Glendronach Original 12 Year Old – October 2009

Glendronach Original 12 Year Old
Glendronach Original 12 Year Old

I had a birthday this September past and my lovely sister blessed me with a bottle of Glendronach Original 12 Year Old.  She asked me if I liked it and since I’ve never reviewed anything from the Glendronach distillery, I told her I loved it. I always welcome the opportunity to try a new whiskey, especially when I have an entire bottle to really get a grasp on the subtlties awaiting me inside!

This was a gift, so I’m not sure what the cost in Canada is, but a quick search tells me that it’s going for around £23 overseas.

This is matured in a double cask process; first in sherry wood then traditional oak barrels. The nose has a nice creamy vanilla and, while somewhat hidden, a sharper  sherry as well as a subtle pear. I’m not terribly favourable to sweet sherry flavours and smells, so I have trouble getting past this in the nose.

This scotch has a rich flavour and a very smooth texture. The sherry cask is subtle and deepens the complexity of the palate rather than dominating it. I note oak, spices and a gentle fruit taste as well.

The sherry does make an appearance in the taste but it’s not until the finish that it really comes to light. It’s not overly sweet, but it does sit on top of the finish. It’s here that the fruits come to life and the flavours fill your senses.

As I do say, whenever I sample a sherry cask aged whisky I’m not the greatest fan of this flavour. To me Glendronach 12 has found a balance in where the Sherry and Oak casks work well together, and rather than becoming a sweet sherry dominated drink the Sherry compliments and enhances the overall experience. Which may make sense since this distillery has specialized in richly sherried malts for nearly 200 years. They definitely have the experience with it.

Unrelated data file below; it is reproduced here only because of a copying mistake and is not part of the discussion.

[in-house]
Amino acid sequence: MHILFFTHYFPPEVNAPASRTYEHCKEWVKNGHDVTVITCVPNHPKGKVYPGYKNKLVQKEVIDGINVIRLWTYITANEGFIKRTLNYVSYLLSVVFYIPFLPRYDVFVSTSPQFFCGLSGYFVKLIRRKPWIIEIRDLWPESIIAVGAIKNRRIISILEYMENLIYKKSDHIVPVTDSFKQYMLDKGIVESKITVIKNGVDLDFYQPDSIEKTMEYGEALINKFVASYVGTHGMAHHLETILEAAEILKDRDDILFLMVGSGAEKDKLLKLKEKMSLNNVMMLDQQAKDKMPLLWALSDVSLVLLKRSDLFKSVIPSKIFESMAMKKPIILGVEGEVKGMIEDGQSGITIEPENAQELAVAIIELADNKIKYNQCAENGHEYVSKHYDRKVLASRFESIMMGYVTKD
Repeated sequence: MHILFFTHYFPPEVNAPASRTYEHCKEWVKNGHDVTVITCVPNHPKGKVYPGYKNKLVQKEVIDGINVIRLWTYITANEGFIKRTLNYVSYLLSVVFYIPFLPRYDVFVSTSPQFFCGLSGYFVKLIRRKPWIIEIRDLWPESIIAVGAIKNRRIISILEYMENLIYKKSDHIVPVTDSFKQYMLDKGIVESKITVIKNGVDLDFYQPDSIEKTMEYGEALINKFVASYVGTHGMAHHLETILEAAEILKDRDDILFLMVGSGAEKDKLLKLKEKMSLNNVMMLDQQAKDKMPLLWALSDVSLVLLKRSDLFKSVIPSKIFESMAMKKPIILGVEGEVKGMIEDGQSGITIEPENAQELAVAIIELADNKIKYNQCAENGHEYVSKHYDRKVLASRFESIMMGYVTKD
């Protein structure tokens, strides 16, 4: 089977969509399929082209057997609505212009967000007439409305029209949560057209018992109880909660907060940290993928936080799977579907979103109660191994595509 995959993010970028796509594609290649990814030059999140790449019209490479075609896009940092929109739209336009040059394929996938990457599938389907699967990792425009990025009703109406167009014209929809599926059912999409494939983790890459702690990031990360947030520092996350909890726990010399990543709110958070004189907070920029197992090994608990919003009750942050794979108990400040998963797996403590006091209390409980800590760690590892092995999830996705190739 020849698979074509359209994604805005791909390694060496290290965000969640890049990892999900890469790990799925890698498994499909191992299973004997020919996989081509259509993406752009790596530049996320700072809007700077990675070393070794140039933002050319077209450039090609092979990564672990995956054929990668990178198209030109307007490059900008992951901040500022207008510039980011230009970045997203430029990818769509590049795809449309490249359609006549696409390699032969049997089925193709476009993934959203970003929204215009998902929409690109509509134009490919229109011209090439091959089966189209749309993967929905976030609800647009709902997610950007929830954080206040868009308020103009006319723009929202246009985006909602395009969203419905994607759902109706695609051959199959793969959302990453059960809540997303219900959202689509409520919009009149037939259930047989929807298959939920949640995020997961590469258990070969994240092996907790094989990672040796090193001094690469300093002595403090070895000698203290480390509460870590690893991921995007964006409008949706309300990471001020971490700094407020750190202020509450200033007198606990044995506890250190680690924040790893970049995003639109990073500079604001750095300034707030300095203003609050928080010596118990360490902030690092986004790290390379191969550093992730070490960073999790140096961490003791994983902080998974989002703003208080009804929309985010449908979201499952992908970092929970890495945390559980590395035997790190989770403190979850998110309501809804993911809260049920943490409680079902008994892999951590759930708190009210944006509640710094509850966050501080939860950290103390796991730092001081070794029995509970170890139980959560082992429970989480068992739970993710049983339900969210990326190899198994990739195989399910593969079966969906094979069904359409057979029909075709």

The Glendronach distillery seems to have accumulated a bit of a bad wrap from enthuthiasts over the years, but has recently (2008) returned to independant ownership which may bring new tastes and scotches. They have recently rebranded their 12 year to “Original” and have three other whiskeys; the 15 year old or “Revival”, the 21 year old or “Allardice” and the 33 year old.

The official website is at GlendronachDistillery.com.

If you have tried this scotch and would like to relate your experience with it, please leave me a comment.

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Why Do Many Scotch Distilleries Start with “Glen”

I’m sure that you’ve noticed that many of the famous scotch distilleries follow the same naming convention: Glen as a prefix then something behind it. Someone asked me this very thing last month; Why do all of the scotches start with Glen?

Well, not all of them start with Glen, but a large number of the most successful ones do. Glenmorangie, Glenfarclas, Glenlivet, Glen Garioch, Glenfiddich to name a few. So why is this term used so often in the name of distilleries. Glen does not mean “scotch” and it does not mean “distillery”.

I’m sure you know that the definition of glen is a narrow valley. It can also be a general term to refer to an area of countryside. So, since scotch is often classified by and is often so diverse by the region in which it is produced, it’s not in surprising that the distilleries are named after the rivers they sit beside.

Glen Morangie sits near the Morangie Forest, Glen Livet is on the Livet River, Glen Garioch is with in the committee area of Garioch in Aberdeenshire and so on.

It seems that, within these distilllery names, Glen is just a general term used to identify the area of land being described. I’m sure it’s also a convetion that was just adopted early on when scotch distilleries, as we know them today, were first coming to fruition.

McClelland’s Lowland Single Malt Scotch Whiskey – September 2009

mcclellands-lowlandI’m revisiting the McClelland’s Distillery this month and sampling their Lowland Single Malt Scotch Whiskey. In April I discussed the qualities of the McClelland’s Highland Scotch, and I hope to have the memory to do a bit of a comparison between the two.

As mentioned in April the McClelland’s are easy on the pocket book. I picked this one up at a local merchant for under 30 dollars. It’s my feeling that scotch can come in a variety of qualities that are sometimes not related to the cost of the bottle. In this case I am pleasantly surprised on my first sip. Unfortuantely my senses may have deceived my as I am soon somewhat dissapointed.